What branding means and what it can do for a (smaller) business

What branding means and what it can do for a (smaller) business

 
U92
Published Jun 06, 2018
Category: UX Design
U92
Published Jun 06, 2018
Category: UX Design

A successful logo is often romanticized by consumers and corporations alike as a beautiful work of art (which it is) but it can also communicate a brand’s core values and usually has some hidden messaging behind it.

More often than not, most people forget that a logo is part of a larger brand identity that is meant to communicate many things including emotion, a mindset and a banner that people can unify under. It is a core structure under which guidelines are established in order to communicate a consistent message across each platform a business uses and product it offers.

A strong brand can make a lasting impact and inspire others

“It’s a complicated and noisy world, and we’re not going to get a chance to get people to remember much about us. That chance to make a memory is the essence of brand marketing.”
Steve Jobs, Apple Founder

When you create a brand, you are also creating a following that is united by a mentality and/or product. It can become a way of life for some. Apple Computers did exactly that when they debuted their 1984 Apple Macintosh ads showcasing the complete disruption of the Silicon Valley status quo during that time. It was the beginning stage of what would eventually go on to shape multiple generations of graphic designers (both print and digital), industrial designers and programmers, and ultimately changed the way we (the masses) communicate with one another.

Apple also challenged their competitors by forcing them to rethink their brands as living entities that needed to be nurtured and become far more relatable to their users and future consumers. Companies in competition with Apple started to look at their brands’ direction and future in order to better position themselves by grabbing a slice of the tech pie that was relevant to their portion of the market. Not only did a strong brand developed by Apple help shape the way we communicate today, but it also forced businesses to rethink where branding stood on the priority list.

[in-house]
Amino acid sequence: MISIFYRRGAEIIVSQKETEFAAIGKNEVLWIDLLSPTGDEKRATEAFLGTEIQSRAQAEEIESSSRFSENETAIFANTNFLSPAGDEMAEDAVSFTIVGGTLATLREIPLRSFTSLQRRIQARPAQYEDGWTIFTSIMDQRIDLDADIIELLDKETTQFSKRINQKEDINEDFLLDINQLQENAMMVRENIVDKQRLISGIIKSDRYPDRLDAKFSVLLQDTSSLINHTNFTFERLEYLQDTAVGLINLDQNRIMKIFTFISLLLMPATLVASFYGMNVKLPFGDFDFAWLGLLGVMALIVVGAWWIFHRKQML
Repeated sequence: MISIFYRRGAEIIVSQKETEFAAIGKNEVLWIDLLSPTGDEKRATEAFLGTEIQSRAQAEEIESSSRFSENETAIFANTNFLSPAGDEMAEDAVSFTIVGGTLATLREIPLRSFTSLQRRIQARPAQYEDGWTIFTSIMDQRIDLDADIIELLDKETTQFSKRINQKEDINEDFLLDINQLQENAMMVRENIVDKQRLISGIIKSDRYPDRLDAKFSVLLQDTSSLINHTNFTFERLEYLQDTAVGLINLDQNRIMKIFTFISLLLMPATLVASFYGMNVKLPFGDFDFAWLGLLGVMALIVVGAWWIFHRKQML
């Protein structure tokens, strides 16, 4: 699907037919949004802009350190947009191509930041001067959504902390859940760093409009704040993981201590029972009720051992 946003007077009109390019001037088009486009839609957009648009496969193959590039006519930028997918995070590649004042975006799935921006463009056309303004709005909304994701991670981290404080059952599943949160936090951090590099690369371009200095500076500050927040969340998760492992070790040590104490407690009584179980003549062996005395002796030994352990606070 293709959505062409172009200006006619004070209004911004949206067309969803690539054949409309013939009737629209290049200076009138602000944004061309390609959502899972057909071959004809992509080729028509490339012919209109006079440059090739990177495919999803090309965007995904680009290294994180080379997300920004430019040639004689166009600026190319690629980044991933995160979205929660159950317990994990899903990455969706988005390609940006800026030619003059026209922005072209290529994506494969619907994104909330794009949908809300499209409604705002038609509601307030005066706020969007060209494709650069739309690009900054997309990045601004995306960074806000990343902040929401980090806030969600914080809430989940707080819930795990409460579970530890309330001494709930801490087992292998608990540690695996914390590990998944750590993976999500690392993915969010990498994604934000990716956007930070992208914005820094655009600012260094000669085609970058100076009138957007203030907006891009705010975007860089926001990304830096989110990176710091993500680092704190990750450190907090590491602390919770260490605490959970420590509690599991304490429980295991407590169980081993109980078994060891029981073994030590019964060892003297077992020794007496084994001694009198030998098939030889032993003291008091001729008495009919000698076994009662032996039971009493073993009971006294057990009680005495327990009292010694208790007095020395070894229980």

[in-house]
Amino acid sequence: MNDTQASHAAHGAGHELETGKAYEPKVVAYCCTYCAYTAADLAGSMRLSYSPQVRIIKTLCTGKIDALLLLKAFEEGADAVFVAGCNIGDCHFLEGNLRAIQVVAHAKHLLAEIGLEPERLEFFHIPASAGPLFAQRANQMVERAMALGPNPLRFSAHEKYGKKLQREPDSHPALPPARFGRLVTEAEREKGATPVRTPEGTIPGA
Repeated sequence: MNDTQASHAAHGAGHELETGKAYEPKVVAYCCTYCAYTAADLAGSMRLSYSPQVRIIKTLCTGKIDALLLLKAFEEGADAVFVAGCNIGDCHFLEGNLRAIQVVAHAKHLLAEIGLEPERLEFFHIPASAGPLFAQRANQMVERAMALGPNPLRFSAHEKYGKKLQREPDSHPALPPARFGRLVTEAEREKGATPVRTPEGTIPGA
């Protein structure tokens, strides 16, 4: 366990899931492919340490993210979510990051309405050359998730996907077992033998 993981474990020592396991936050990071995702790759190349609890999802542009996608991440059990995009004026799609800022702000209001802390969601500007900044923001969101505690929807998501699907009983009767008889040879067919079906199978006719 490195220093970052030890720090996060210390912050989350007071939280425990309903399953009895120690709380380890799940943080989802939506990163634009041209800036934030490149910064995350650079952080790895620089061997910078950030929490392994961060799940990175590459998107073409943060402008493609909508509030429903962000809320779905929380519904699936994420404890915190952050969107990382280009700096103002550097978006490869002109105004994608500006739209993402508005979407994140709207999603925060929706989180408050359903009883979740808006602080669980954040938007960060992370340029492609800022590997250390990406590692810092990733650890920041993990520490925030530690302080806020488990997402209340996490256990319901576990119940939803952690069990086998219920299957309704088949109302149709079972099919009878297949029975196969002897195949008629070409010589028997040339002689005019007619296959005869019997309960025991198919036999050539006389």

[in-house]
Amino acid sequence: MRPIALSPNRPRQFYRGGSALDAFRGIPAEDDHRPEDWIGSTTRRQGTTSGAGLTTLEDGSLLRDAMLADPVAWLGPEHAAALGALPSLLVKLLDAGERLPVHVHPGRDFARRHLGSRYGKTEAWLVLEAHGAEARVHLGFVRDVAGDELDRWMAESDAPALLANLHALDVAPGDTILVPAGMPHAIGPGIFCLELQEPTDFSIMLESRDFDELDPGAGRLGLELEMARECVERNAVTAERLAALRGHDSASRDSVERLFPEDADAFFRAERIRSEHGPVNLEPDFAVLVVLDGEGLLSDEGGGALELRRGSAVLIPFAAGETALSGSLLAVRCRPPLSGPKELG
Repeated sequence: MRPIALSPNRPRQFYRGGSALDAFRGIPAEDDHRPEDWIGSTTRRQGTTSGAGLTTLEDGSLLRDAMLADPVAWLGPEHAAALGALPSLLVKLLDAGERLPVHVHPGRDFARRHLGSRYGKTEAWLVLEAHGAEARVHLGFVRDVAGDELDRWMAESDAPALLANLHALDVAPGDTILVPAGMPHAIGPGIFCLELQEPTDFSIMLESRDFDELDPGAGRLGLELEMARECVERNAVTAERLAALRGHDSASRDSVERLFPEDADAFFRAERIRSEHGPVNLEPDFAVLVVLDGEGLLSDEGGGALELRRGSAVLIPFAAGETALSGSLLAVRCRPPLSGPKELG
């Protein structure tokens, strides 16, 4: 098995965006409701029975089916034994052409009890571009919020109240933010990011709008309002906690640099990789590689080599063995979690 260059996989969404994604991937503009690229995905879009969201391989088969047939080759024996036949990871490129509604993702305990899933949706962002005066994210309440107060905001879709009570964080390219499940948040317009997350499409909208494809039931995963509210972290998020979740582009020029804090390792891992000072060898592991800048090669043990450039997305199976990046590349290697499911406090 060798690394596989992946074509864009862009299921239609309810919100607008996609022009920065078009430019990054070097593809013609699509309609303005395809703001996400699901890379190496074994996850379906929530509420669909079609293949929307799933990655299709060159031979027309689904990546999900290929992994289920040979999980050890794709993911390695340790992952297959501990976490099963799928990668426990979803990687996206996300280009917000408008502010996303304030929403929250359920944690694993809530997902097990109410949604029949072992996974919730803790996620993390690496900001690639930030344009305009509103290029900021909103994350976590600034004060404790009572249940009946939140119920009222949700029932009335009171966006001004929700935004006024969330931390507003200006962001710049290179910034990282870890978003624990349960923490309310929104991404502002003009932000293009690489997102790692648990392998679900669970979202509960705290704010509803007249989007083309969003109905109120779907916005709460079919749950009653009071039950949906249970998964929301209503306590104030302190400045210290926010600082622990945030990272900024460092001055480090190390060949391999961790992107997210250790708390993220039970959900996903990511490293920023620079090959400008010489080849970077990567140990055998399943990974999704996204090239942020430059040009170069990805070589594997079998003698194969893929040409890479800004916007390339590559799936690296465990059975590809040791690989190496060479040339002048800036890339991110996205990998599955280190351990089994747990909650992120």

A brand is the foundation of any business

“A brand is not just a pretty logo—it’s a mindset that needs to be instilled and adopted across the board from the beginning. The brand experience starts when a guest arrives and is greeted at the door, and ends when they are smiling out the door. It’s a domino effect from that point on.”
Sébastien Poucant, Co-owner and Manager at Le Bon Vivant

A strong house is built on a strong foundation. If it isn’t built on a solid base, the house will collapse under changing weather patterns or the weight of renovations as the years go on. The same rule applies when establishing a business. A weak brand will collapse under the slightest market change or the weight of a business’ progression from year to year.

A brand is essentially a company’s foundation and main pillar. It encompasses all of the key elements that a company should represent when trying to communicate its values to their target markets. These elements impact the consumer and/or user. Today, consumers don’t just buy into brands, they live for them and in some cases they cannot live without them. If a brand’s foundation is properly built, these consumers become loyal advocates and ambassadors, which leads to more brand recognition, increasing a brand’s equity and ultimately resulting in more revenue and opportunities.